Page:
Thursday, September 30, 2010

Jaguar Cars Limited releases tablet edition of their customer magazines; custom publisher Haymarket Network creates iPad-native edition

It's a strange fact, but true, nonetheless, that some of the best tablet 'magazines' so far produced have come from the car companies. One of the first was Das from Volkswagen. Developed by Readershouse Brand Media, the app was one of the first tablet magazine apps released for the iPad and it remains a pretty good example of the art having been updated in late August.
Since the release of Das a number of other automaker magazines for the iPad have come out including apps for Audi's Italian division, Mercedesmagazine from Daimler, and several supporting BMW brands.

Yesterday Jaguar released its own corporate promotional magazine. Unlike some of the others, this one was not produced by the ad agency but is a product of Haymarket Network, the custom publishing division of UK-based Haymarket Media Group.
I admit to being a Jaguar owner -- lucky me -- so the magazine would naturally be of interest. But I also knew that these auto apps have been impressive. Opening the app, however, I suddenly expected the worst -- would this just be another replica edition of the print publication?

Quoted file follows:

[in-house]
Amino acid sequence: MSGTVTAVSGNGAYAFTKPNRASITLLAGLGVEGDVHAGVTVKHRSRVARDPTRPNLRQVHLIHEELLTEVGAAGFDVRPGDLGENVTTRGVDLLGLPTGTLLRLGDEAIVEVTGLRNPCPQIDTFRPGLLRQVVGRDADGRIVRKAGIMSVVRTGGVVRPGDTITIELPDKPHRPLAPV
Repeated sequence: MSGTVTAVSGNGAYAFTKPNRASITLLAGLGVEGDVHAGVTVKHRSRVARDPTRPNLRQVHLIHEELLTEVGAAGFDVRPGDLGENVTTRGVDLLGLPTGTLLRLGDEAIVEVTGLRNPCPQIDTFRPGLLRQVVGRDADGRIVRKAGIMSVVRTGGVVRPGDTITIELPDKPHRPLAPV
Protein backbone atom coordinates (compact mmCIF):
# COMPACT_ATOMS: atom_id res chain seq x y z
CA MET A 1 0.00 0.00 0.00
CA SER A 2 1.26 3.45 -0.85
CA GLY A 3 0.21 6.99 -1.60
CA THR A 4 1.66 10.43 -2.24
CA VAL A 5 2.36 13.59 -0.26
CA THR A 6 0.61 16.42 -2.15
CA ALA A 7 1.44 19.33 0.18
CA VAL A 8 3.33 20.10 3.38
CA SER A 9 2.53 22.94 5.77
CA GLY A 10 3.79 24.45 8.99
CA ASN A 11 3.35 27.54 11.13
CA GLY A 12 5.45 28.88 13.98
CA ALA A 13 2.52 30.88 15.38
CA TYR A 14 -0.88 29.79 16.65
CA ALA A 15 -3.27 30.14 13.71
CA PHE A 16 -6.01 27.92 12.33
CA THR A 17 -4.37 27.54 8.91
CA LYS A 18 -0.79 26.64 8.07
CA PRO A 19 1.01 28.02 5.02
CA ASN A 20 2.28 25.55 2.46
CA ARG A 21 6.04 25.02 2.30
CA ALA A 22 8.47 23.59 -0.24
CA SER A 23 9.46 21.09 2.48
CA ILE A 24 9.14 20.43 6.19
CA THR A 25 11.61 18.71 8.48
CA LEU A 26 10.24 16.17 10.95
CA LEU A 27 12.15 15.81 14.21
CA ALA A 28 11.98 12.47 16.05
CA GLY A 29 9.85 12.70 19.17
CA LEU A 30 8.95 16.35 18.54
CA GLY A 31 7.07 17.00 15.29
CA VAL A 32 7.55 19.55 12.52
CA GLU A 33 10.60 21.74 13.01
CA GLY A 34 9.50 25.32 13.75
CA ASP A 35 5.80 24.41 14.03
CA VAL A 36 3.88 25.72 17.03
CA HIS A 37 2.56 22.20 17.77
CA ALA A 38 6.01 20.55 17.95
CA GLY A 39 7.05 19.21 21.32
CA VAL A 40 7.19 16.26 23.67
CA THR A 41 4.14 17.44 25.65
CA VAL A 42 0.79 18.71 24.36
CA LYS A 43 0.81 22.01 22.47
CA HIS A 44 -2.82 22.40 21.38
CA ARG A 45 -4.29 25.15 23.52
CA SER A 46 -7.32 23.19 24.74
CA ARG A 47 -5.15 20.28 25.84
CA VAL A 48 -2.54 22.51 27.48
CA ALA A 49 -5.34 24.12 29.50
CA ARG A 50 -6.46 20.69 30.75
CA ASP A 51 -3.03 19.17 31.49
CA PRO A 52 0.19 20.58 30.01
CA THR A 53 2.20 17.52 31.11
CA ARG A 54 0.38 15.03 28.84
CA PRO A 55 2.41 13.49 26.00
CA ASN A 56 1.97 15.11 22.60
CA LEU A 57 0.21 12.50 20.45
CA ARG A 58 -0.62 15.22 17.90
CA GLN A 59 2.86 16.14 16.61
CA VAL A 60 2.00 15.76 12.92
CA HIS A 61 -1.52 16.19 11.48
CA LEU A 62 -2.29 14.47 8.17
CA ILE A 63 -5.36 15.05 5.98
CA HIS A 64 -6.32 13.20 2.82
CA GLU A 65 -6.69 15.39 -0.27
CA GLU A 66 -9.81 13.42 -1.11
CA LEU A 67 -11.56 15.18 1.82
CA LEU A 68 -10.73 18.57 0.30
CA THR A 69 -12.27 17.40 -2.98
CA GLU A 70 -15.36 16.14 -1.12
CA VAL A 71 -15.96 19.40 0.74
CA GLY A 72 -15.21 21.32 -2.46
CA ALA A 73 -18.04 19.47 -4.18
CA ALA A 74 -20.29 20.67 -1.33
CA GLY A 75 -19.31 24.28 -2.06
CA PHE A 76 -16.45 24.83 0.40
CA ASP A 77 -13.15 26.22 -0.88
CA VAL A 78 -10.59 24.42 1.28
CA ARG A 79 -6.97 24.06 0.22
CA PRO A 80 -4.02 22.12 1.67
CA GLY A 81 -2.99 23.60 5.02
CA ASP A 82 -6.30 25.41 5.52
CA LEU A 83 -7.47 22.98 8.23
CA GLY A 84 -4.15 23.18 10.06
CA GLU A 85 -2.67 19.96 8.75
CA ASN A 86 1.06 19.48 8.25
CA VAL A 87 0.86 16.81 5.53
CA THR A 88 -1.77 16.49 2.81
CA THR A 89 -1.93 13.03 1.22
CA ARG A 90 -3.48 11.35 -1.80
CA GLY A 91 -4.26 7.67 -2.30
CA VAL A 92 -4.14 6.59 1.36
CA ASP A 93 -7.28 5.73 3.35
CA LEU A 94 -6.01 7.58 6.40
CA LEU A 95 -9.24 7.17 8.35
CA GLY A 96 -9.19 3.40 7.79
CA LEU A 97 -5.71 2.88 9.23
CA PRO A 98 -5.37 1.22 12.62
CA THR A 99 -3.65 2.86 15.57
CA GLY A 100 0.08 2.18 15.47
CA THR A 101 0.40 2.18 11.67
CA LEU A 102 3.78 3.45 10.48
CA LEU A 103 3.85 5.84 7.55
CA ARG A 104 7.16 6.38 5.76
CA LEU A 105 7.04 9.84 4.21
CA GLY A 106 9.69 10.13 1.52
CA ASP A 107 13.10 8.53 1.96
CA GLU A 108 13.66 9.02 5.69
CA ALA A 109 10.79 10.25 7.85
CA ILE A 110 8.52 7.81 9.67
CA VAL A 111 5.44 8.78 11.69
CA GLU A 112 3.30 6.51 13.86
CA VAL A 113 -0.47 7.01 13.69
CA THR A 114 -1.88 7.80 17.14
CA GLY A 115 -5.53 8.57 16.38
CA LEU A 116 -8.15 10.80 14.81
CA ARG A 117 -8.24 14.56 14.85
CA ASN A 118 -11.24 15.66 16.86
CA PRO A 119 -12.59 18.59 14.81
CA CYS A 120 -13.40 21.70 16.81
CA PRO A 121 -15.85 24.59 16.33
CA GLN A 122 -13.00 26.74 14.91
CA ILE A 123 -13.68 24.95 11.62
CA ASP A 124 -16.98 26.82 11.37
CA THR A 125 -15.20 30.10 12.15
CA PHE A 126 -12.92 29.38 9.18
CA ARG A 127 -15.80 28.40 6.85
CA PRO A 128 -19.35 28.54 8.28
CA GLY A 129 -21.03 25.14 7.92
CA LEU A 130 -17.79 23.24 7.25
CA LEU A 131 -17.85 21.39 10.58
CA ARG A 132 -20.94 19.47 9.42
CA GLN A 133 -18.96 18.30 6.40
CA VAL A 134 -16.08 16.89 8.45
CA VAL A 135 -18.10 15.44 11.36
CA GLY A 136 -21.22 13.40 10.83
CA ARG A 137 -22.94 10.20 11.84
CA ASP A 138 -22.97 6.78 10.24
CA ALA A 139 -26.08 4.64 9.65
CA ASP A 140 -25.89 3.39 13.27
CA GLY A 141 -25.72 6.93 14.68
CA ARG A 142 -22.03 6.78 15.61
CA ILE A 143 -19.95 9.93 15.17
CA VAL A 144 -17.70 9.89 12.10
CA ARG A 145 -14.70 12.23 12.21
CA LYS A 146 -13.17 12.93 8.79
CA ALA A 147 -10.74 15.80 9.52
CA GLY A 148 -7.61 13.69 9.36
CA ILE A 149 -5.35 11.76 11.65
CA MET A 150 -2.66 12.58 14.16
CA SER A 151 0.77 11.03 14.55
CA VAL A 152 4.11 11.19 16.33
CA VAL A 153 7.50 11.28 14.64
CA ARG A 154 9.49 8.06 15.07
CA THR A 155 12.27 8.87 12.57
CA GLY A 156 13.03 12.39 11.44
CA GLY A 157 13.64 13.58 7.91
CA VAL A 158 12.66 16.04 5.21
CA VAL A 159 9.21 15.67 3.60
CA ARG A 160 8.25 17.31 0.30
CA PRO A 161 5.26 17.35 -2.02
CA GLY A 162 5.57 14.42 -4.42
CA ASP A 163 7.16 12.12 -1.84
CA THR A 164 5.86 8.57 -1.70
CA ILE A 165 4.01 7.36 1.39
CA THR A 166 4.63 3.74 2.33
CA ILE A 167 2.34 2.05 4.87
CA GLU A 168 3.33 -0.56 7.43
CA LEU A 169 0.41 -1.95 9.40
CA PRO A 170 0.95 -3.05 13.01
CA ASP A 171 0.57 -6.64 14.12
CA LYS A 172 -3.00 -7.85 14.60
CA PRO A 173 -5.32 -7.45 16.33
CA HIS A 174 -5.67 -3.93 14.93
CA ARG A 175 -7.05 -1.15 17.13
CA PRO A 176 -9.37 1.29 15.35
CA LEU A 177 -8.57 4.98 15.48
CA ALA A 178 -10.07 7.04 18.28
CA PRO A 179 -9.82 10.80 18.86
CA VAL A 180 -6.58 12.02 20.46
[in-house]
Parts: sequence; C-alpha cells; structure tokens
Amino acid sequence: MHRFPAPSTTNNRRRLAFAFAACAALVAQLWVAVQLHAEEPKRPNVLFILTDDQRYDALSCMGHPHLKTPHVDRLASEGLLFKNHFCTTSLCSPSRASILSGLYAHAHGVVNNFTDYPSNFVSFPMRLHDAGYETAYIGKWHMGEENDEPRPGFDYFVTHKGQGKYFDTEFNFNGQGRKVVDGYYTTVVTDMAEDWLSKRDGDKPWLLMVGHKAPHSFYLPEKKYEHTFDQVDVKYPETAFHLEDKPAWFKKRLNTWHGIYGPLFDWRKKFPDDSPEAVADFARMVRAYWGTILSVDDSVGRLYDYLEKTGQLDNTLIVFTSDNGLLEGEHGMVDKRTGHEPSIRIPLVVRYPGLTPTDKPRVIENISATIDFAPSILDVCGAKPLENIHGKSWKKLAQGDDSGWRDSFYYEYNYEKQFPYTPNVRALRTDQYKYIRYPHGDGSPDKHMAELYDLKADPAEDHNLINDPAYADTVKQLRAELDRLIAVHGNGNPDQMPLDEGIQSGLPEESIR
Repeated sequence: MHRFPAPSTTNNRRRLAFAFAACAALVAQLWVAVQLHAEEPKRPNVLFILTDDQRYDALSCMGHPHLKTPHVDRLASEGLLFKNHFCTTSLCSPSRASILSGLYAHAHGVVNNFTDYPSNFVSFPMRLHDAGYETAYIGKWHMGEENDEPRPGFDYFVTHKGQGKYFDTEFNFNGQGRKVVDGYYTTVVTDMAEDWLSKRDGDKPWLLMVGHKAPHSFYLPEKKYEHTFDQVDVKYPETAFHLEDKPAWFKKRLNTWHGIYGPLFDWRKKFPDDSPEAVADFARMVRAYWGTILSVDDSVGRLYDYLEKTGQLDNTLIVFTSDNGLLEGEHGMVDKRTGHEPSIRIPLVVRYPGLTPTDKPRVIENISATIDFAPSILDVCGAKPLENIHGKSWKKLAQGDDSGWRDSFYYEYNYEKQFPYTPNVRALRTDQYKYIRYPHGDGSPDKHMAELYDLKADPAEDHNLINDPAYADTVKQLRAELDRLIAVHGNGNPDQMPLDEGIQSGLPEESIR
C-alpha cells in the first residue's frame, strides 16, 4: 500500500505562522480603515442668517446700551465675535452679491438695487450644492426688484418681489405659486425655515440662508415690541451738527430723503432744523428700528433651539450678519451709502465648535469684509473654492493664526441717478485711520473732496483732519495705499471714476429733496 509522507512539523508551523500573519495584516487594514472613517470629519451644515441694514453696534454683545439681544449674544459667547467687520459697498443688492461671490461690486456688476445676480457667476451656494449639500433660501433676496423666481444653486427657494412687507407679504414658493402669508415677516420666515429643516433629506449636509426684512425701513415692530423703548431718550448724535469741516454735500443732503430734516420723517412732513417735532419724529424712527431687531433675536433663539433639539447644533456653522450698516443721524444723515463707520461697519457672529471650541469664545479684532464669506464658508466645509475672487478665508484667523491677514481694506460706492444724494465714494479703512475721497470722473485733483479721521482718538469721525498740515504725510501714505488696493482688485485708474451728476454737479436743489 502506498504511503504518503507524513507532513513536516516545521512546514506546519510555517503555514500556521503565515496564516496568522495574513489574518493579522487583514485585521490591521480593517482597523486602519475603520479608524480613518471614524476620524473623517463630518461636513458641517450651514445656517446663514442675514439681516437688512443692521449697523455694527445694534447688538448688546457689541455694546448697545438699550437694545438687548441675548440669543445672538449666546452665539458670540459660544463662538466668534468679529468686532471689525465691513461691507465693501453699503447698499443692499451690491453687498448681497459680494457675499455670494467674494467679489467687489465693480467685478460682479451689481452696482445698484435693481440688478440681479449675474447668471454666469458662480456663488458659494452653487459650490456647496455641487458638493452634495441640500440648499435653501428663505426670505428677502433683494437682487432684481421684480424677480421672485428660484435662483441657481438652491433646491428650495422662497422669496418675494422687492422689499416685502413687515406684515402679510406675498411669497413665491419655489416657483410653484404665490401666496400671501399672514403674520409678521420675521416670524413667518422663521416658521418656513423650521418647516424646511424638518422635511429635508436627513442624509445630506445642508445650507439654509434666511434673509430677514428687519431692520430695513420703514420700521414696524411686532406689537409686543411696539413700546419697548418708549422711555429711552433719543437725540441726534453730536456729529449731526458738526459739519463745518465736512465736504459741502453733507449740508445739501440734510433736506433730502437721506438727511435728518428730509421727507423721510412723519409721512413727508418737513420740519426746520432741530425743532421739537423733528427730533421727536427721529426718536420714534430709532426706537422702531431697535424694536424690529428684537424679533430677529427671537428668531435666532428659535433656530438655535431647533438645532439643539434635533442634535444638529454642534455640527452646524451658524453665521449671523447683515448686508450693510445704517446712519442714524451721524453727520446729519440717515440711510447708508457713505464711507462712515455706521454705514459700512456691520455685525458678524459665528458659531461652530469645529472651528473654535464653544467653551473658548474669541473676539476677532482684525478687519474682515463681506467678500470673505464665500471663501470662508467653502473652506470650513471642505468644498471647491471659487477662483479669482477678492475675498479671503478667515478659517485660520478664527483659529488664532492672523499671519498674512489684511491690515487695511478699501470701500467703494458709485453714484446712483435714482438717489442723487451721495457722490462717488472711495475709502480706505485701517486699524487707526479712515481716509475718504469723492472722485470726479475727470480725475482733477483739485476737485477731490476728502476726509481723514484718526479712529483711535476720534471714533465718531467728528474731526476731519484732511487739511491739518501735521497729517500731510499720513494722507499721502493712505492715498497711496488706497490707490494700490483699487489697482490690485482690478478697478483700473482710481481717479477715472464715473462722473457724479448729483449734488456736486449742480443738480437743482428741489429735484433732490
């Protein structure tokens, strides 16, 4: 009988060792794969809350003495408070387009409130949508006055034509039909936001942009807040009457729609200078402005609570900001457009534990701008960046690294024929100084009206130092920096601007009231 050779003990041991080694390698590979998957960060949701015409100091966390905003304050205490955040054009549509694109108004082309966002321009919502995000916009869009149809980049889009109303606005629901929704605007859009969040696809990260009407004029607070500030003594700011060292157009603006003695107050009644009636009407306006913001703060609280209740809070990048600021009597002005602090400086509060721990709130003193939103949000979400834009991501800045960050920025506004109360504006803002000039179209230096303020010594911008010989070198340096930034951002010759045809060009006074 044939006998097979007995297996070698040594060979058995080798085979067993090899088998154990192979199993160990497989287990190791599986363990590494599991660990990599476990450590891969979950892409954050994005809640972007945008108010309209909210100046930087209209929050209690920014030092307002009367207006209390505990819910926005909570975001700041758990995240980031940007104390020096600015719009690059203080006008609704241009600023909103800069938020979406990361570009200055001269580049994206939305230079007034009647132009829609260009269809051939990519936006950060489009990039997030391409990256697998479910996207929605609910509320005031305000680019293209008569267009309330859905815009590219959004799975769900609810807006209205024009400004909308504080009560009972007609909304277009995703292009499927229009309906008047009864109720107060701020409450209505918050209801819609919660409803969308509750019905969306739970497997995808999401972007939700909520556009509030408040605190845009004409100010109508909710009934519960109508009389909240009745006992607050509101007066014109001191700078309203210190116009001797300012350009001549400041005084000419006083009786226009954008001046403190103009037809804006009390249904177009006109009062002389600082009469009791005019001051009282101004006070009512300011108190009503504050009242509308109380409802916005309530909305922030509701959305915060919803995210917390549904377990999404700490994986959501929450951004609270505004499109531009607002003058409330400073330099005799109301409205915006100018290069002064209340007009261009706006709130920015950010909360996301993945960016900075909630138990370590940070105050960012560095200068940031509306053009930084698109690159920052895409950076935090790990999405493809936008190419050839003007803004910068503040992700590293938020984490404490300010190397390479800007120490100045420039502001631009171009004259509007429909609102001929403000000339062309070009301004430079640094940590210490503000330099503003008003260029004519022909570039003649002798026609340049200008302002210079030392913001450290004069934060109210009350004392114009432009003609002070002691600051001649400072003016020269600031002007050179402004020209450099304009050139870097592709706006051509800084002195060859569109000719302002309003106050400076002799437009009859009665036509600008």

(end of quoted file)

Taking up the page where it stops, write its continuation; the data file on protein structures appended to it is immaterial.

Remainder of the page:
No, this is a good adaptation of the magazine for the iPad. Stories can be reached by swiping, but the app incorporates scrolling for reading the actual stories. The use of hot links within pages that open up larger photos is well employed, as well as some stories (such as the Le Mans timeline) that uses swiping to advance the story.
The app weighs in at 269 MB, which is typical of these magazines that contain both portrait and landscape modes, animation and video content.

Although some have complained about this, I don't see what the fuss is about (maybe some writers were short of ideas that day and needed to produce some copy -- I know the feeling). I think it is worse that some aggregators pick up these stories as serious criticism.

The fact is that these tablet editions are going to be hefty. The question is should these editions be downloaded whole through iTunes or should the app be a shell that requires a download of each issue by the user once the app is installed? The shell technique allows the publisher to update copy on the fly without having to submit an app update to Apple. And what a pain that would be! But I suppose that replicates the experience of producing a print magazine -- but that is not necessarily a good thing.